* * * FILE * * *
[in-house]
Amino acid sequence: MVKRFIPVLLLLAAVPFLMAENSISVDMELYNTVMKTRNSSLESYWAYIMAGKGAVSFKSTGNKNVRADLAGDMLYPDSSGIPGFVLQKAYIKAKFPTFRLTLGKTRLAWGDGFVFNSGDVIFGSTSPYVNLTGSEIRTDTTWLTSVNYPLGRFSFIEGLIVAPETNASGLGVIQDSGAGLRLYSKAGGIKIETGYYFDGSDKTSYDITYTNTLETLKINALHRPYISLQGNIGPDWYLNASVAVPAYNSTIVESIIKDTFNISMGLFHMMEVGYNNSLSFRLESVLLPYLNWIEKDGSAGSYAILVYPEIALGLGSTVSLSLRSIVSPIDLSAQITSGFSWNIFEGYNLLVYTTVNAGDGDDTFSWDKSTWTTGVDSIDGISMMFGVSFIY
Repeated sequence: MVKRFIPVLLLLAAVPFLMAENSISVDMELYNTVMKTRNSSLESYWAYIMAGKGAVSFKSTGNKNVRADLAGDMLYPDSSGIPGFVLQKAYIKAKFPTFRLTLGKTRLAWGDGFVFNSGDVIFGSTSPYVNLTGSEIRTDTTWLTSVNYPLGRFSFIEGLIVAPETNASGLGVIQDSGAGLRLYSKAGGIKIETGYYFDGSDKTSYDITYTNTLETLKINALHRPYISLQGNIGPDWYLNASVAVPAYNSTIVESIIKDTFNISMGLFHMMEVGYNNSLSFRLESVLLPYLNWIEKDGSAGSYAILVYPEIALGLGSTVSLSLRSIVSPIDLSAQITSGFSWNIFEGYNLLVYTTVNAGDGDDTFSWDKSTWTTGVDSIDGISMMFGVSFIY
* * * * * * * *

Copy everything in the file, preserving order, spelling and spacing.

[in-house]
Amino acid sequence: MVKRFIPVLLLLAAVPFLMAENSISVDMELYNTVMKTRNSSLESYWAYIMAGKGAVSFKSTGNKNVRADLAGDMLYPDSSGIPGFVLQKAYIKAKFPTFRLTLGKTRLAWGDGFVFNSGDVIFGSTSPYVNLTGSEIRTDTTWLTSVNYPLGRFSFIEGLIVAPETNASGLGVIQDSGAGLRLYSKAGGIKIETGYYFDGSDKTSYDITYTNTLETLKINALHRPYISLQGNIGPDWYLNASVAVPAYNSTIVESIIKDTFNISMGLFHMMEVGYNNSLSFRLESVLLPYLNWIEKDGSAGSYAILVYPEIALGLGSTVSLSLRSIVSPIDLSAQITSGFSWNIFEGYNLLVYTTVNAGDGDDTFSWDKSTWTTGVDSIDGISMMFGVSFIY
Repeated sequence: MVKRFIPVLLLLAAVPFLMAENSISVDMELYNTVMKTRNSSLESYWAYIMAGKGAVSFKSTGNKNVRADLAGDMLYPDSSGIPGFVLQKAYIKAKFPTFRLTLGKTRLAWGDGFVFNSGDVIFGSTSPYVNLTGSEIRTDTTWLTSVNYPLGRFSFIEGLIVAPETNASGLGVIQDSGAGLRLYSKAGGIKIETGYYFDGSDKTSYDITYTNTLETLKINALHRPYISLQGNIGPDWYLNASVAVPAYNSTIVESIIKDTFNISMGLFHMMEVGYNNSLSFRLESVLLPYLNWIEKDGSAGSYAILVYPEIALGLGSTVSLSLRSIVSPIDLSAQITSGFSWNIFEGYNLLVYTTVNAGDGDDTFSWDKSTWTTGVDSIDGISMMFGVSFIY